The year is 1997, and despite the machinations of its rivals, Microsoft is master of the digital universe and the darling of corporate America. Windows and Office generate staggering profits, the company's share price is stratospheric, and Bill Gates is the preeminent icon of the information age. No outsider could guess what Gates knew -- that the most powerful threat to Microsoft's prized Windows platform came not from Sun or Netscape or AOL or even from the U.S. Department of Justice, but from within the company's own ranks.
Breaking Windows tells the story of the battle for the soul of Microsoft that raged inside the company from 1997 to 2000 and continues to reverberate today. Drawing on hundreds of e-mails among Microsoft executives, trial testimony, and exclusive interviews with Gates and his chief lieutenants, Wall Street Journal reporter David Bank reveals the bitter maneuvering between what he calls Microsoft's "Windows hawks" and its "Internet doves." On one side were the fierce defenders of the hegemony of Windows, on the other those who championed a new way of doing business based on the Internet's "open standards." The reformers wanted to break free from the legacy of Windows and dare to compete on the merits of their software. At the center of this pitched battle stood Gates, the tactical genius who had created the company in his own image and who now accepts full responsibility for his fateful choices. "Every mistake you can lay at my feet," he told Bank, who takes him at his word -- offering the first critique of Gates's leadership not from the perspective of government prosecutors or envious software rivals but from inside the company itself.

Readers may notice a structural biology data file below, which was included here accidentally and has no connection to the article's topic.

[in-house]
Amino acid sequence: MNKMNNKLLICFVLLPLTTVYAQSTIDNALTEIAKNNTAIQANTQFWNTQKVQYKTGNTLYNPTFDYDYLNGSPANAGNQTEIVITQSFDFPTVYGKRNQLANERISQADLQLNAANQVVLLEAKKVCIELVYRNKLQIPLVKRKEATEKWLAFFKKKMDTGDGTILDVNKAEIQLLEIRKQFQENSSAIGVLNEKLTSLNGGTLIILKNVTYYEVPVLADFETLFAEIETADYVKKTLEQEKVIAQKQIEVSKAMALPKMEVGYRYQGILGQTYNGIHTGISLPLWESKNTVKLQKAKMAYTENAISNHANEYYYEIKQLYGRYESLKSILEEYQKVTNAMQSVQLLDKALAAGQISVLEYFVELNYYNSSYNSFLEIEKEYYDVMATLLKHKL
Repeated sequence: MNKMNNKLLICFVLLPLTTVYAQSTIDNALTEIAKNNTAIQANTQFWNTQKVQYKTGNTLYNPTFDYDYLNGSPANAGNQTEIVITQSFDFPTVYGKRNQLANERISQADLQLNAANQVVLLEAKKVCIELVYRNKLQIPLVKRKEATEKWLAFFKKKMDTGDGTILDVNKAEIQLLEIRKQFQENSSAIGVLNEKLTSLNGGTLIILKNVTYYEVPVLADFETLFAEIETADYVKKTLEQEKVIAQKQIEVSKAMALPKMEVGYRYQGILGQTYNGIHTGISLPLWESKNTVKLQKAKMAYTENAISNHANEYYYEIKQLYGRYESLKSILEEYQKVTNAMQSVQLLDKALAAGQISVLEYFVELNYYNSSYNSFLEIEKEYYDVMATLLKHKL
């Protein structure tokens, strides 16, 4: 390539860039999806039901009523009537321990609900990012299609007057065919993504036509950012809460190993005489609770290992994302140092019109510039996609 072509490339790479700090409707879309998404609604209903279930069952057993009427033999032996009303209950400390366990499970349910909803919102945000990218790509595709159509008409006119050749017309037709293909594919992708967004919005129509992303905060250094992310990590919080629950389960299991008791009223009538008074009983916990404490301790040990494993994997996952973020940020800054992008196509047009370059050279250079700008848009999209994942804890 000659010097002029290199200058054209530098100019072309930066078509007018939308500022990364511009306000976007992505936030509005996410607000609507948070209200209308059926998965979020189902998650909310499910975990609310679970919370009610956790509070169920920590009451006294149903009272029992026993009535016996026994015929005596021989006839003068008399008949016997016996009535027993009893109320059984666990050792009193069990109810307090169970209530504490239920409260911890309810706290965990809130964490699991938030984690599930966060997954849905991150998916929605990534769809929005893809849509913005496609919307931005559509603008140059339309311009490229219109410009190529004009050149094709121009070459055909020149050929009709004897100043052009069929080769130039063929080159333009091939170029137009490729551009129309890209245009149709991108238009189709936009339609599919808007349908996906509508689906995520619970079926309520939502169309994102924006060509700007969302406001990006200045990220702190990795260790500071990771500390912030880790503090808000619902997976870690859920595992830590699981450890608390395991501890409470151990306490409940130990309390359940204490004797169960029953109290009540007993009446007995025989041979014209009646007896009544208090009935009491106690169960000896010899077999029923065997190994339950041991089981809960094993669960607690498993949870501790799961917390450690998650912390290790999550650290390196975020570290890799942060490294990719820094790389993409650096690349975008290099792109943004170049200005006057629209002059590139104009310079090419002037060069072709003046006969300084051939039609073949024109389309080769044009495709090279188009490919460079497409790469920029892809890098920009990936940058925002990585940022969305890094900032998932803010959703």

Ambitious in scope and surprising in its conclusions, Breaking Windows contains sharply drawn portraits of key past and present executives, including Steve Ballmer, Jim Allchin, Brad Silverberg, Adam Bosworth, and Paul Maritz. Bank argues persuasively that the rifts within Microsoft underlie many of its recent troubles -- from the antitrust courtroom debacle to the exodus of many of the company's most talented employees to Gates's own fall from grace as a corporate leader and technology visionary. Yet even now, Bank contends, Gates could embrace the new rules of competition and restore Microsoft to leadership, perhaps ushering in a new era of openness and innovation.
Breaking Windows breaks new ground in its analysis of Microsoft's past and future business strategies. As Microsoft faces the waning importance of Windows, rallies behind XML, and confronts the open-source insurgency, the past Bank reveals is vital to understanding the future of this company and the still unfinished digital revolution it helped unleash.